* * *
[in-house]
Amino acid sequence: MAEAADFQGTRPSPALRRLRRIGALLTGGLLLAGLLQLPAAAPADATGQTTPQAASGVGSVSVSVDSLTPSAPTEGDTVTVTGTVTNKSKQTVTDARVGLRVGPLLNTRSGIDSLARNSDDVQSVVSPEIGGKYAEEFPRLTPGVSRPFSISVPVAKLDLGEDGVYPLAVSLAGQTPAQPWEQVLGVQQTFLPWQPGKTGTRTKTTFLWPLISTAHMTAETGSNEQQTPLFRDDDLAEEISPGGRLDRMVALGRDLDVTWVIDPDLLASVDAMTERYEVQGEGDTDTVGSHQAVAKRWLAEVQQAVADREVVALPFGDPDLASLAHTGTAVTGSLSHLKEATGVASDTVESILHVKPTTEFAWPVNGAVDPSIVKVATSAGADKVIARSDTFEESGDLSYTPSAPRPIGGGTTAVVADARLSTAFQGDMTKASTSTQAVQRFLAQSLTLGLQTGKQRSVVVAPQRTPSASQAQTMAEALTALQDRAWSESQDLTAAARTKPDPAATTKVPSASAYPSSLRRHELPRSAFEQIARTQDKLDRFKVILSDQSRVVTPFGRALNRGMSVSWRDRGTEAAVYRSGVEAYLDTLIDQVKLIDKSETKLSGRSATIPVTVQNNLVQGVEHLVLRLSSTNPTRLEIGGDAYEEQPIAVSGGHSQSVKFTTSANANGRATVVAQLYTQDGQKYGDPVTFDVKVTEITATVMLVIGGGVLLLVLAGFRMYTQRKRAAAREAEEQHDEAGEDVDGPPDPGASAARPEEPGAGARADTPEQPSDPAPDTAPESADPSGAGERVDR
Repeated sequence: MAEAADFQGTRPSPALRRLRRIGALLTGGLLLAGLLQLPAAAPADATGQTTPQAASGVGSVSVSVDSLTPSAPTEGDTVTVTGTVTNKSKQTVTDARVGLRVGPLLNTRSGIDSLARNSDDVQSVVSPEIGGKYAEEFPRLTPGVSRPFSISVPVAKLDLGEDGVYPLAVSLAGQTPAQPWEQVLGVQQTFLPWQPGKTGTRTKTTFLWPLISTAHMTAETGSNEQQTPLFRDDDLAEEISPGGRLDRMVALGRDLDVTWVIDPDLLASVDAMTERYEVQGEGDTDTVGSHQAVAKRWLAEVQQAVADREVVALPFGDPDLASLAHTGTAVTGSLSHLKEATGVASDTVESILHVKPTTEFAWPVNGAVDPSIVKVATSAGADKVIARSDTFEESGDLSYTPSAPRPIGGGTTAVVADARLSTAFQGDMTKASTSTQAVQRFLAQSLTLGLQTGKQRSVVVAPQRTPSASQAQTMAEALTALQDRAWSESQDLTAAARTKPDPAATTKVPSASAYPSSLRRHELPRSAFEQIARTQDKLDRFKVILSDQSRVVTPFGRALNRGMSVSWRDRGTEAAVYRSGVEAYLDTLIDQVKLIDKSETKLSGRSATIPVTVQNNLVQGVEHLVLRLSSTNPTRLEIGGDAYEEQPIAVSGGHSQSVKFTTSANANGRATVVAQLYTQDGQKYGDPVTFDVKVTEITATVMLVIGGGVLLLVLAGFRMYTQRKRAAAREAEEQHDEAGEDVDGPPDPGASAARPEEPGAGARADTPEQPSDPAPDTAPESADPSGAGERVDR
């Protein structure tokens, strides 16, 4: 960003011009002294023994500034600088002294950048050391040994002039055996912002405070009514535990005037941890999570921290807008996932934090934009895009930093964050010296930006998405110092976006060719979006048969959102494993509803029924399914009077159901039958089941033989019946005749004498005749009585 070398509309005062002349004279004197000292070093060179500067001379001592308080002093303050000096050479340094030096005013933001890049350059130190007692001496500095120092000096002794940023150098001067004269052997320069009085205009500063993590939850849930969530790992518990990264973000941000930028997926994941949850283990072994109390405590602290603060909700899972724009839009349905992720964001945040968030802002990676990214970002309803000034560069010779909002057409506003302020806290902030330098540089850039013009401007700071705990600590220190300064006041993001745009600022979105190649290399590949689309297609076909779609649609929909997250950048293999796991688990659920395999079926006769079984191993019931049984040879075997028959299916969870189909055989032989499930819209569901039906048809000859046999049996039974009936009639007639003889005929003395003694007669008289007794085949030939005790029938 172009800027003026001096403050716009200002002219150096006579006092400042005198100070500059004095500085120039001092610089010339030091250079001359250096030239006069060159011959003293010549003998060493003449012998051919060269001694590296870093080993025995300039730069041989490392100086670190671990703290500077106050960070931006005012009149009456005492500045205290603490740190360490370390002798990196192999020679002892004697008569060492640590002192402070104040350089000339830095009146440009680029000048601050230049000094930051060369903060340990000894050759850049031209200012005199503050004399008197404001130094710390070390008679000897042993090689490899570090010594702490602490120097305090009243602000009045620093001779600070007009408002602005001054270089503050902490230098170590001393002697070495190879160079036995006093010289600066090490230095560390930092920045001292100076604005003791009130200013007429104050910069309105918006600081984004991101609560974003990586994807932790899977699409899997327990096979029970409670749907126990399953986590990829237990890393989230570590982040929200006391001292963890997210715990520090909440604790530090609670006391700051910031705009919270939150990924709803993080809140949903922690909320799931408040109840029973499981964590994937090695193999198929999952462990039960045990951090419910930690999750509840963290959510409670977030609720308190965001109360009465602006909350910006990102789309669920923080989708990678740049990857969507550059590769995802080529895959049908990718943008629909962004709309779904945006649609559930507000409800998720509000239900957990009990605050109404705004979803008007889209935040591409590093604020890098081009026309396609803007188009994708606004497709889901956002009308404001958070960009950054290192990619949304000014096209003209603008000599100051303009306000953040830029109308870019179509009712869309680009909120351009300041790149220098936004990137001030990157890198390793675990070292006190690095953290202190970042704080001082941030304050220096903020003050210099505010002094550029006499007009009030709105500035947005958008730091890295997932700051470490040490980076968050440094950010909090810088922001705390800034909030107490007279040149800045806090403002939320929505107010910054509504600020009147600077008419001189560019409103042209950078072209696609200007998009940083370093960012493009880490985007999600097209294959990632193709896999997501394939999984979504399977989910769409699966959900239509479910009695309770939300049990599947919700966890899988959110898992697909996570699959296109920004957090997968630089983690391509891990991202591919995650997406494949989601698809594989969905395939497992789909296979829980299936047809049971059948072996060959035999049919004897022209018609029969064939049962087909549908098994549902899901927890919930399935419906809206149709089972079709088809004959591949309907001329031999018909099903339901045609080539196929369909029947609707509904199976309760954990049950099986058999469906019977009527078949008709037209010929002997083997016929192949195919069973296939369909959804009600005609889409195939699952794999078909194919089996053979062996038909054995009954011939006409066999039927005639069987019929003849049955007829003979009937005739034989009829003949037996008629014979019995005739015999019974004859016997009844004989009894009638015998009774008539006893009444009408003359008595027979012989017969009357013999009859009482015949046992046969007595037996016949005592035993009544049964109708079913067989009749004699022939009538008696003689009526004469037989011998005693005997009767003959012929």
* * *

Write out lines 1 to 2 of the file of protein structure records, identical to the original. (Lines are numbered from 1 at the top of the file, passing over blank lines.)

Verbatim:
[in-house]
Amino acid sequence: MAEAADFQGTRPSPALRRLRRIGALLTGGLLLAGLLQLPAAAPADATGQTTPQAASGVGSVSVSVDSLTPSAPTEGDTVTVTGTVTNKSKQTVTDARVGLRVGPLLNTRSGIDSLARNSDDVQSVVSPEIGGKYAEEFPRLTPGVSRPFSISVPVAKLDLGEDGVYPLAVSLAGQTPAQPWEQVLGVQQTFLPWQPGKTGTRTKTTFLWPLISTAHMTAETGSNEQQTPLFRDDDLAEEISPGGRLDRMVALGRDLDVTWVIDPDLLASVDAMTERYEVQGEGDTDTVGSHQAVAKRWLAEVQQAVADREVVALPFGDPDLASLAHTGTAVTGSLSHLKEATGVASDTVESILHVKPTTEFAWPVNGAVDPSIVKVATSAGADKVIARSDTFEESGDLSYTPSAPRPIGGGTTAVVADARLSTAFQGDMTKASTSTQAVQRFLAQSLTLGLQTGKQRSVVVAPQRTPSASQAQTMAEALTALQDRAWSESQDLTAAARTKPDPAATTKVPSASAYPSSLRRHELPRSAFEQIARTQDKLDRFKVILSDQSRVVTPFGRALNRGMSVSWRDRGTEAAVYRSGVEAYLDTLIDQVKLIDKSETKLSGRSATIPVTVQNNLVQGVEHLVLRLSSTNPTRLEIGGDAYEEQPIAVSGGHSQSVKFTTSANANGRATVVAQLYTQDGQKYGDPVTFDVKVTEITATVMLVIGGGVLLLVLAGFRMYTQRKRAAAREAEEQHDEAGEDVDGPPDPGASAARPEEPGAGARADTPEQPSDPAPDTAPESADPSGAGERVDR